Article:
Now I wanna talk about the term thought leader, because I find this is something that really kind of messes people up. I've spoken about this on the podcast before and I'm sure I will again, because I see the most imposter syndrome in the most highly qualified people. In fact, the least qualified people are usually very confident. It's just a kind of an ironic thing, but when I'm working with someone and they say, I have this body of work, I have this expertise, I'm coming out of this profession. I don't want to be regulated by the government anymore. I don't wanna have to do continuing education units every other year anymore. I don't want to have to buy malpractice insurance anymore. I don't want to only be licensed in the state that I'm in and only be able to work with people in that state and honestly, that is usually the number one reason why therapists, physicians, attorneys, and all the rest, why they want to become coaches, consultants, and online business owners because they want to broaden their reach.

, I think it's really dumb in:

So you have to have the ability to go deep and long term in a relatively narrow area. If that sounds like a sentence, if that sounds like, oh, that's way too confining then you are probably on the expert path. Now, why does it even matter? Can't you change your mind? What's the big deal? I think of it this way when I start working with someone who's coming out of one of the professions or who has been an academic and they say, I wanna work for myself. I wanna start my own business. I want to share my body of work with more people, and I want to have a more flexible lifestyle, that's kind of the typical incentive, the typical motivation. Some of the first questions I'm asking them are, do you see yourself as an expert or a thought leader? Most of the time they say neither, and then we have to have a little chat about that because some of the smartest people I know and the most experienced and the most knowledgeable and the most well-educated people I know are a little humble, but it also has a deeper root.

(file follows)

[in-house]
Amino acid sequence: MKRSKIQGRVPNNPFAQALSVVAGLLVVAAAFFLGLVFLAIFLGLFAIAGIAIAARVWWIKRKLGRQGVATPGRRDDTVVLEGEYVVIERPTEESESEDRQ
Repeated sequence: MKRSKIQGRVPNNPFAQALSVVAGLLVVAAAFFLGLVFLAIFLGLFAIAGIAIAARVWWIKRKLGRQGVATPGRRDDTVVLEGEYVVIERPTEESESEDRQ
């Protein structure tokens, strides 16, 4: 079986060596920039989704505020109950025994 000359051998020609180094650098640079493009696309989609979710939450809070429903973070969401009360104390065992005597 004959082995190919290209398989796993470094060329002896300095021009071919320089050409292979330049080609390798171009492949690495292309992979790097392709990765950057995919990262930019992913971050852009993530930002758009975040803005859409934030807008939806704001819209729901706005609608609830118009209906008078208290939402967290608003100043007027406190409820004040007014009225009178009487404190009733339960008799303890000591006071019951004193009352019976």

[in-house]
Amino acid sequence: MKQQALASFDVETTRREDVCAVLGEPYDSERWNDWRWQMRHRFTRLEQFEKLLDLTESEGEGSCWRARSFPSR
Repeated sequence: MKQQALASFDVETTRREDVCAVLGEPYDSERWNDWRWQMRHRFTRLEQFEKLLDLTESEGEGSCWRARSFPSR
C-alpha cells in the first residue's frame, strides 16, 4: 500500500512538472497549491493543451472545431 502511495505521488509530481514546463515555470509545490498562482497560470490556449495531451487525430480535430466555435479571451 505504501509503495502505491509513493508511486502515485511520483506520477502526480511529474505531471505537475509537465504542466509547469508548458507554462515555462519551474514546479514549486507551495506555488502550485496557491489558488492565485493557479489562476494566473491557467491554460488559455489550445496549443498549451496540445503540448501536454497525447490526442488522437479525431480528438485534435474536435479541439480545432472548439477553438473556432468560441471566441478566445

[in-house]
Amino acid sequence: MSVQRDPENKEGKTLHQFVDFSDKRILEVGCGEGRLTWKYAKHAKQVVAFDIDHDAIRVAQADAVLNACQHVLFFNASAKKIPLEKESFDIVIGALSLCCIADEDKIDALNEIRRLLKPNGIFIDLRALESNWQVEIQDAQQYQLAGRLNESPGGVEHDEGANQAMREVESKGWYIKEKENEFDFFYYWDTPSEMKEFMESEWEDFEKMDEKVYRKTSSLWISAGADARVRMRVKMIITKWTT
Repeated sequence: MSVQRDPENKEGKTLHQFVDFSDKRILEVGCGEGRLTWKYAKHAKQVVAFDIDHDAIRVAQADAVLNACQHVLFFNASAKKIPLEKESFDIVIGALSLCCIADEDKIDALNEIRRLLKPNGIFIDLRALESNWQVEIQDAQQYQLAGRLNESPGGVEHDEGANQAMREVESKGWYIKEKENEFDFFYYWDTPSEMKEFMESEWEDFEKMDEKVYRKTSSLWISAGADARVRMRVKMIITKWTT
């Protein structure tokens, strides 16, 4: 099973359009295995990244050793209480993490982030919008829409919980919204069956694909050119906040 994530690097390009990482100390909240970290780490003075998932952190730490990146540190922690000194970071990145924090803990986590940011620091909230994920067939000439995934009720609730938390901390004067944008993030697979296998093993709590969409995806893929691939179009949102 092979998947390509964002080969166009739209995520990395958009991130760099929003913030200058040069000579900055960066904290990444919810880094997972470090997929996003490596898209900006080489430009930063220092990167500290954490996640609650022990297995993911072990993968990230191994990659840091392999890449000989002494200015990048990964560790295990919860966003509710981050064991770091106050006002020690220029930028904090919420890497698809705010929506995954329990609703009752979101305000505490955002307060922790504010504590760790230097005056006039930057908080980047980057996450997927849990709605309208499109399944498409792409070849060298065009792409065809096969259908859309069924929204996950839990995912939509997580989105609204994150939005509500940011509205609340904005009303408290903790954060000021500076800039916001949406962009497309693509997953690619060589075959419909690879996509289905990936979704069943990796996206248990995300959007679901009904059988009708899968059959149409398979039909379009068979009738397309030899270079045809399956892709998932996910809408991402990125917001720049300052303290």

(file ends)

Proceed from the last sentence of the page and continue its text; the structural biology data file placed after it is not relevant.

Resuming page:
A lot of the skills I help them acquire in the coaching engagement are related to their identity transformation. In some cases, it's an identity crisis. I'll be honest with you. I really underestimated what a big change it was gonna be for me to go from being a licensed therapist to being a business strategist and coach and it actually took several years. A lot of that has to do with the fact that we are indoctrinated in the professions to these codes of conduct, these expectations, the oversight, we kind of police each other in a way. When you go into an unregulated industry, the freedom of it can feel a little scary and a little threatening, but you also are letting go of an identity and a certain status that you've become accustomed to. And most people, even though they want to step away from it, they do struggle a little bit to let it go.